Album Reviews

Album Review: Every Time I Die – Radical




Release Date: 22nd October 2021

Record Label: Epitaph

For Fans Of: The Chariot, The Bronx, The Dillinger Escape Plan


The wait is over, mosh fans. The maestros of hardcore have returned to their throne, and they’ve brought something Radical in tow.

It has been five long years since Every Time I Die released a record (the stellar Low Teens), marking the longest gap between albums for the Buffalo band. With the band raising their own bar with each subsequent release, they sure had a job on their hands topping the last few albums to their name. Would it come as any surprise that they deliver the goods with Radical?

Boasting 16 tracks on the album’s standard release, Every Time I Die are making up for lost time with a surplus of hardcore ragers. Admittedly, five of those tracks have been released as singles dating back to December 2020, but hearing them in context makes them hit with invigorated force.

As has been the case since the band’s beginning, Every Time I Die set themselves apart from the crowd by demonstrating that hardcore can be fun. An attendee at any of their shows will attest to the level of comradery expressed between audience and performers, and this energy is felt throughout their recorded material. Radical, while retaining a playful attitude with plenty of the guitar riffs and hooks, can be defined by the untethered rage felt in Keith Buckley’s vocal performance. ‘Spare only the ones I love, slay the rest’ shrieks Buckley as the album opens with Dark Distance, which, while one can interpret this as the oppression felt by the US government of recent years, could be fittingly applied to the current state of leadership in the UK too. Buckley’s sustained screams dominate the track, with a level of ferocity that even the freshest of new blood could not match. It is mind blowing that he has been delivering these throat shredding howls for the best part of 20 years, and yet miraculously manages to sound stronger than ever.

Recent single ‘Planet Shit’ similarly shares a furious vocal and lyrical performance, bolstered by a lively banjo-style guitar riff. If one were to not pay attention to the enraged yells of Buckley, the track may appear as a light-hearted romp that would be fun to mosh along to. But with lines like ‘whose fucking side are you on?’ and ‘fuck you, die’ repeatedly bellowed, the band ensure that no listeners are left unsure of their stance on the recent influx of police corruption in America.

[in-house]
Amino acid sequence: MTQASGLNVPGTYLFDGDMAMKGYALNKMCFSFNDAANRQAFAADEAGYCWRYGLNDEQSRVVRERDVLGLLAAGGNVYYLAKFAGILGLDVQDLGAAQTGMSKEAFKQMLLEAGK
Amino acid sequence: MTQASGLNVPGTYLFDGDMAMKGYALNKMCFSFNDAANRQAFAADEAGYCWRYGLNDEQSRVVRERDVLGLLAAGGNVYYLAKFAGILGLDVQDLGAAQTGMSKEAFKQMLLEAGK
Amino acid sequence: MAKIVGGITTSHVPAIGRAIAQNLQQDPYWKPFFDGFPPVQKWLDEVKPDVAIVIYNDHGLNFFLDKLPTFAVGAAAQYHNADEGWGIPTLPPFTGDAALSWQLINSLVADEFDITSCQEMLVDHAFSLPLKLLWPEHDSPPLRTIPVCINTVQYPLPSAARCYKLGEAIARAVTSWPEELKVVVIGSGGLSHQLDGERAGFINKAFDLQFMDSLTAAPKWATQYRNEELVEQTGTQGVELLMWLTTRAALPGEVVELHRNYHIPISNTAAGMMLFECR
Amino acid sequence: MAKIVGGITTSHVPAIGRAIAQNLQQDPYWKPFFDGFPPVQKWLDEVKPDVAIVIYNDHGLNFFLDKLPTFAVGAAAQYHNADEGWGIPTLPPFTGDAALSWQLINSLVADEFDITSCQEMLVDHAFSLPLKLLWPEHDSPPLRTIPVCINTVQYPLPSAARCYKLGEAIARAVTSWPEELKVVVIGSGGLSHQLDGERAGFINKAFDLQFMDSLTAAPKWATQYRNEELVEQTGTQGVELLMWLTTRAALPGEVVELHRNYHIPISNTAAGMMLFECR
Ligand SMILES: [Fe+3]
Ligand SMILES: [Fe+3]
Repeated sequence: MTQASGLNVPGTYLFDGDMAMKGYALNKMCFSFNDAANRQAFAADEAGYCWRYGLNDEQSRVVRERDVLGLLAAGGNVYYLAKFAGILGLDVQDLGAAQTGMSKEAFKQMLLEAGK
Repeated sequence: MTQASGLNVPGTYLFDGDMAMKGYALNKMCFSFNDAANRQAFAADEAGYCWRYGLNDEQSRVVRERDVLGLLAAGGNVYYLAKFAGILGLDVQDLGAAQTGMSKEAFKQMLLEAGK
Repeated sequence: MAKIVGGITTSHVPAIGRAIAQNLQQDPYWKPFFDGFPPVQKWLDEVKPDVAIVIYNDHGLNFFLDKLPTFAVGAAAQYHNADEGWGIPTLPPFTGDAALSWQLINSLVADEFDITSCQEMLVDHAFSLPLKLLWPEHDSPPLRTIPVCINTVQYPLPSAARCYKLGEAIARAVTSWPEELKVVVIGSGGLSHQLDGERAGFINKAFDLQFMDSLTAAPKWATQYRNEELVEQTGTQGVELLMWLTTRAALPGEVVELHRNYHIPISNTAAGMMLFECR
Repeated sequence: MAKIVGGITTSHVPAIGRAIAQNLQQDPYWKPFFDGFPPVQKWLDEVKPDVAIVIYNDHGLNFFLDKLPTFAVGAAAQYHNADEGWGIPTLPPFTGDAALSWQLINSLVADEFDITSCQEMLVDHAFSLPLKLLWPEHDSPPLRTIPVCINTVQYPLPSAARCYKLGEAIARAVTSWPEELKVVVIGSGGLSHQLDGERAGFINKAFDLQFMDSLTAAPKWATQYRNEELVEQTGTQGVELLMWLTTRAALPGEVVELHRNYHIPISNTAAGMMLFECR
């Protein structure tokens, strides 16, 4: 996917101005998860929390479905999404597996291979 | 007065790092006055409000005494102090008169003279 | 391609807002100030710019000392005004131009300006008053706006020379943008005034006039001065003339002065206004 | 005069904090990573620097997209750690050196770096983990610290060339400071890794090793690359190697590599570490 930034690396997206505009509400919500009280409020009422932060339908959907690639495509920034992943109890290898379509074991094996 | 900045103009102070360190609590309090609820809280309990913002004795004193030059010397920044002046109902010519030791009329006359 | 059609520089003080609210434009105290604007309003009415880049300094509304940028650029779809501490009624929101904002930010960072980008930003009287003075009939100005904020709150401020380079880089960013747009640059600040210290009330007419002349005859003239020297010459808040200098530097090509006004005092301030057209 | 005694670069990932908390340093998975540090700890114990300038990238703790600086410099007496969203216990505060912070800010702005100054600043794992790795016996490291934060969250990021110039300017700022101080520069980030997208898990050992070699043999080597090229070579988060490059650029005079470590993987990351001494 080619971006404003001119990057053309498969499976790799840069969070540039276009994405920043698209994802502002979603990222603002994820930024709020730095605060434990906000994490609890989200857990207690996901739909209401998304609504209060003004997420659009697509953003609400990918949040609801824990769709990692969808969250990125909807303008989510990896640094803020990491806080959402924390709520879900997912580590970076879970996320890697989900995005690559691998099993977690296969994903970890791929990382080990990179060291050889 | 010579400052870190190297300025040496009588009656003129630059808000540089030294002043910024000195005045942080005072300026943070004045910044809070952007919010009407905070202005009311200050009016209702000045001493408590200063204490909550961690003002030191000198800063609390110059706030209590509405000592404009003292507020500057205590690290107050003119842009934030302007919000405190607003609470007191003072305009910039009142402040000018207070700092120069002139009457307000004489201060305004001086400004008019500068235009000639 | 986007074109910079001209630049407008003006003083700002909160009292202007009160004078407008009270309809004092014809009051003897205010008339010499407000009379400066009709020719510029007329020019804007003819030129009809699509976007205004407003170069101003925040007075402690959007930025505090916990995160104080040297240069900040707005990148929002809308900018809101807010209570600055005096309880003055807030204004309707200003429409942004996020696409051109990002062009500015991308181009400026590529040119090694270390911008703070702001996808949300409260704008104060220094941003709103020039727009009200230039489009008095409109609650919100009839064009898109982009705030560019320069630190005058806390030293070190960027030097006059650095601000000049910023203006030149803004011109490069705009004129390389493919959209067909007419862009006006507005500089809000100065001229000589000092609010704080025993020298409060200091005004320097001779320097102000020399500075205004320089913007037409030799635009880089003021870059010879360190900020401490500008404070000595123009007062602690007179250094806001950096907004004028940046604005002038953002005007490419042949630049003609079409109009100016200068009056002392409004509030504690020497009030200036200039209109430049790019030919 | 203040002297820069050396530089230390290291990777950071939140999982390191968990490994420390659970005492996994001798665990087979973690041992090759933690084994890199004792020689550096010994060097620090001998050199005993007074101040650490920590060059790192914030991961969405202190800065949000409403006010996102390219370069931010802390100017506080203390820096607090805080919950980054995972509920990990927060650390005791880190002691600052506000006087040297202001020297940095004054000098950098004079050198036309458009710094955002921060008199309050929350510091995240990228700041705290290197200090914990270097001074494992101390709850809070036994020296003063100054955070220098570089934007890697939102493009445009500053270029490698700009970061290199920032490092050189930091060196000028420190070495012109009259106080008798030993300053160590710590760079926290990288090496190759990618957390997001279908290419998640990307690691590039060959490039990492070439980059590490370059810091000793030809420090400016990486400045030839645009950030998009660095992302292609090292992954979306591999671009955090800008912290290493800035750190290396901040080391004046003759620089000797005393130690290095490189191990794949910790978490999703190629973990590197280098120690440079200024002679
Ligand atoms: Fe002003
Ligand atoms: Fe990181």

The fun guitar riffs do not end there. A stand out feature of the band is writing guitar parts that will have fans frantically searching for tabs, striking just the right balance between heavy, challenging and fun riffs. The band do not utilise the simplicity of beatdown hardcore, nor do they reach The Dillinger Escape Plan’s level of intricacy, inhabiting a sweet spot in between that provides chaos without becoming overwhelming. Even one of the less heavy tracks – the single Post-Boredom – is characterised by the robot rock stylings of Queens Of The Stone Age; tight, punchy power chords that are welded tight to metronomic drums.

Of course, it would not be an Every Time I Die record without a couple of choice vocal features. Across their discography, the band have chosen a selection of left-field vocalists to join them on a track, most recently with Panic! At The Disco’s Brendon Urie appearing on ETID’s last record. This time round, Andy Hull of Manchester Orchestra has become the latest collaborator, lending his voice and what sounds like his guitar playing to Things With Feathers. The input of Hull appears to have had an impact, as the resulting track shows the band at their softest, having more in common with indie rock than hardcore. Buckley utilises his clean vocals extensively, and while the track itself is enjoyable, one can’t help wondering if the song will make it into a live environment. Filling the role of second guest vocalist is none other than Josh Scogin of ’68, with a collaboration that is long overdue. Announcing his presence with his unmistakable pained scream, Scogin’s appearance is one of the most engaging features the band have orchestrated, and will make listeners yearn for that reunion of The Chariot…

Arguably, it is somewhat redundant singing the praises of Radical. As one of the most consistent hardcore bands around, there was never any doubt that Every Time I Die would put out another record that further cements their status as legends of the scene. With tracks that utilise dizzying, pinballing rhythm sections, to those that will floor listeners with the sheer force of the breakdowns, and some more radio friendly moments to boot, ETID know how to perfectly balance a hardcore album that prevents any listener desensitation to a barrage of heaviness. The fact that the band still sound so fresh on album number nine is a testament to the quality songwriting skills possessed by Every Time I Die.

Rating: 9/10

Recommended Tracks: ‘Colossal Wreck’, ‘Planet Shit’, ‘All This And War’

Social Media Links:

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